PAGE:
namespace DevOpsBlazor.EndToEnd
{
    public class CounterPageE2ETests : IDisposable
    {
        private IWebDriver driver;
        private string appURL;

        public CounterPageE2ETests()
        {
            var options = new ChromeOptions();
            options.AddArgument("--headless");
            driver = new ChromeDriver(options);
            appURL = Environment.GetEnvironmentVariable("TestUrl");
            if (string.IsNullOrEmpty(appURL)) appURL = "http://localhost:59727";
            Console.WriteLine($"appURL is: {appURL}");
        }

        public void Dispose()
        {
            driver.Dispose();
        }       
    }
}

2. Add one test which navigate to counter page and check the value before/after click the button.

[Fact]
public void ShouldIncrementCount()
{
    driver.Navigate().GoToUrl(appURL + "/counter");
    var wait = new WebDriverWait(driver, TimeSpan.FromSeconds(10));
    wait.Until(ExpectedConditions.ElementExists(By.CssSelector(".btn")));
    Assert.Equal("Current count: 0", driver.FindElements(By.CssSelector("p"))[0].Text);
    driver.FindElement(By.CssSelector(".btn")).Click();
    Assert.Equal("Current count: 1", driver.FindElements(By.CssSelector("p"))[0].Text);
    driver.Quit();
}

3. Run the test to see the result. Make sure to run the server first.
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Update Azure DevOps pipeline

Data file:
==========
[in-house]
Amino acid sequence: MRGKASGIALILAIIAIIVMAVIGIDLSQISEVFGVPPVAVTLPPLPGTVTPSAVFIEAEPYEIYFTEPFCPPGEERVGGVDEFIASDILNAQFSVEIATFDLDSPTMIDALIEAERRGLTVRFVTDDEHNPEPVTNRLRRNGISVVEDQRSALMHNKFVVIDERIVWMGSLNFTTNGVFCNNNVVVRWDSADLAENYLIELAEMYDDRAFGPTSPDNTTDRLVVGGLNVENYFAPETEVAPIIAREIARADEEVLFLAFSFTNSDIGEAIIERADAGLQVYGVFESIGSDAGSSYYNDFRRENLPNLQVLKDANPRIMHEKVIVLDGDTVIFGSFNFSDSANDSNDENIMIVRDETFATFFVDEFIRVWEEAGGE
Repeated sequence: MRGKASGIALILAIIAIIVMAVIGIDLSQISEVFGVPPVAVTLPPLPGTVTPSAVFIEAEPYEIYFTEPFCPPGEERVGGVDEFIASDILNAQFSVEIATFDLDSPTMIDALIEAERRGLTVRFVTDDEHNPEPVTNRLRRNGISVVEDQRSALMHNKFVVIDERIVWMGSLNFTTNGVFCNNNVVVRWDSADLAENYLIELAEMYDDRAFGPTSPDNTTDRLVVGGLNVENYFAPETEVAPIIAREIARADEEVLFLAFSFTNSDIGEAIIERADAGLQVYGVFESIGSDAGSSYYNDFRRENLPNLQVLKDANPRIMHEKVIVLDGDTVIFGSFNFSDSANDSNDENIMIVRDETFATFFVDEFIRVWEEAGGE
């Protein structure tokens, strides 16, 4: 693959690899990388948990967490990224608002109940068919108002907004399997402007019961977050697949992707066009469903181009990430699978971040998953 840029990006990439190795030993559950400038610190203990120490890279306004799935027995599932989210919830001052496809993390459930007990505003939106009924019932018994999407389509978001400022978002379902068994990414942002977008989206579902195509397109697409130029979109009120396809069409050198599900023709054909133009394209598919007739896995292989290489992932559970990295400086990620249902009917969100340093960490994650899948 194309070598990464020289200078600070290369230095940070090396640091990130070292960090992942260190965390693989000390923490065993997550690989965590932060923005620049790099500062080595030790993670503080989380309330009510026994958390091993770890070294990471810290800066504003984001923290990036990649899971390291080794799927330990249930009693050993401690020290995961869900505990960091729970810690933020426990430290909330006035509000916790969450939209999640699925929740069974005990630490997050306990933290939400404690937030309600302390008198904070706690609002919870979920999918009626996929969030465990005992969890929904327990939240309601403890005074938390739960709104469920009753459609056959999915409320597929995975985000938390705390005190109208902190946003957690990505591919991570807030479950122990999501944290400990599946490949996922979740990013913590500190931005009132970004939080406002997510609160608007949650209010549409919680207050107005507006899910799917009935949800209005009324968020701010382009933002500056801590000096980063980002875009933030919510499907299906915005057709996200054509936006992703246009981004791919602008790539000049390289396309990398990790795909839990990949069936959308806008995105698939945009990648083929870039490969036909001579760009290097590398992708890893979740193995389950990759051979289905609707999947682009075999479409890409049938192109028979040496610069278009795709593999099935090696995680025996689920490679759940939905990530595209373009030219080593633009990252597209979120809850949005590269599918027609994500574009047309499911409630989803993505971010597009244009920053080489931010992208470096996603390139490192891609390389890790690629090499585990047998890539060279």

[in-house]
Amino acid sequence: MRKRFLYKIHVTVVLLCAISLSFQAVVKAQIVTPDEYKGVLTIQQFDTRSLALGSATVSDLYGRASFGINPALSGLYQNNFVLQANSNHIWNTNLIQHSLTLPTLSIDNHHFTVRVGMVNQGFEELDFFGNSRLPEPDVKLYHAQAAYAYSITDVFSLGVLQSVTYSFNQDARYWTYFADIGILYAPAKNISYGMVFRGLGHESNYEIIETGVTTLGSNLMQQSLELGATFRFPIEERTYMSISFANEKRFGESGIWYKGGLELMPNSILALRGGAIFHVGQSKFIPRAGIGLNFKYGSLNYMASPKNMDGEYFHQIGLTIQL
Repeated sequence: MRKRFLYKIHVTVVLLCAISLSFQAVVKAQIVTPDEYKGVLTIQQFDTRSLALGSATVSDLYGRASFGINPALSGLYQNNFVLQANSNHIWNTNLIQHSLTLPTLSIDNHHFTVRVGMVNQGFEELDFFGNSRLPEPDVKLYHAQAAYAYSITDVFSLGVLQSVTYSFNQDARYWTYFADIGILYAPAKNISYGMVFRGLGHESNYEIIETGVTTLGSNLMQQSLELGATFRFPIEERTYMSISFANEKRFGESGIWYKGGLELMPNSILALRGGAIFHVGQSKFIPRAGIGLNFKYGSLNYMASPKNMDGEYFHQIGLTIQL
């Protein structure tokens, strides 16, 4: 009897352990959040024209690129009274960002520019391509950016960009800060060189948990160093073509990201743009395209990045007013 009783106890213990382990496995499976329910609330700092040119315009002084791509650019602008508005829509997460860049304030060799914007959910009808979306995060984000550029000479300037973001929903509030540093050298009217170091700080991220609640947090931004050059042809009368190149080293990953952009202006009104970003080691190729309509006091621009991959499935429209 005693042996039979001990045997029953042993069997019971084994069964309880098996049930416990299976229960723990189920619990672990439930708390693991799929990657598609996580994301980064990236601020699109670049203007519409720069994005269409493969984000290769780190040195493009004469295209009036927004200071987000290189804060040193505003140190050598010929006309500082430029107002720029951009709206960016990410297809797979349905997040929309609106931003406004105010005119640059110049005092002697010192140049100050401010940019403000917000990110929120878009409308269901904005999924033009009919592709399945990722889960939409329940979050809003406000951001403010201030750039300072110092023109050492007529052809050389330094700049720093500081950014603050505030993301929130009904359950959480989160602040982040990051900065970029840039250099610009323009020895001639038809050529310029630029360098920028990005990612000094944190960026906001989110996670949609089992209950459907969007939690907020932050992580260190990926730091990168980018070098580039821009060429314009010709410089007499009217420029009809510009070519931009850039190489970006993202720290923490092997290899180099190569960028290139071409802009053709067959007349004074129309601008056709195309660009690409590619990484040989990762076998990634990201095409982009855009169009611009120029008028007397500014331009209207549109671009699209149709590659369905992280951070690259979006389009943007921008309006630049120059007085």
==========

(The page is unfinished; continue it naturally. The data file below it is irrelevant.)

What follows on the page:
Though I didn't fully implement all the test yet, I update Azure DevOps pipeline so that I can run the E2E test on the cloud as well.

1. Open Pipelines in Azure DevOps and edit. First thing I update is vmImage to windows 2019. The NuGet package I installed uses Chrome Driver 81.xx and windows 2019 hosted agent is the one which has the driver pre-installed. You can use other image to match the driver version.
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2. Add new stage after Build stage.

  • Create publish by dotnet run publish
  • Publish to newly added App Service
  • Run the test. Use task.env to specify environment variable.
  • Publish the artifact for following job
- stage: End_To_End_Test
  displayName: E2E Test

  jobs:
  - job: Release
    displayName: Release to E2E
    pool:
      vmImage: $(vmImageName)

    steps:
    - task: DotNetCoreCLI@2
      displayName: Publish the project
      inputs:
        command: 'publish'
        publishWebProjects: true

    - task: AzureRmWebAppDeployment@4
      inputs:
        ConnectionType: 'AzureRM'
        azureSubscription: '<your subscription>'
        appType: 'webApp'
        WebAppName: 'DevOpsBlazor-E2E-Test'
        packageForLinux: '$(System.DefaultWorkingDirectory)/**/*.zip'

    - task: DotNetCoreCLI@2
      env: {'TestUrl':'http://devopsblazor-e2e-test.azurewebsites.net'}
      displayName: Run End to End Tests
      inputs:
        command: 'test'
        projects: '**/DevOpsBlazor.EndToEnd.csproj'

3. Save the change.

Test the pipeline

Finally, sync all the changes and push to the repository to trigger the pipeline.

1. From Visual Studio, commit all changes and "sync" the change which does pull/push of git.
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2. Once push has been completed, the pipeline is triggered automatically.
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3. Once completed, see the detail log to confirm the end to end test runs as expected.
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Summary

As I mentioned, UI test for Blazor is nothing different from normal UI testing, which is good. There are several more useful information at UI testing considerations.

Discussion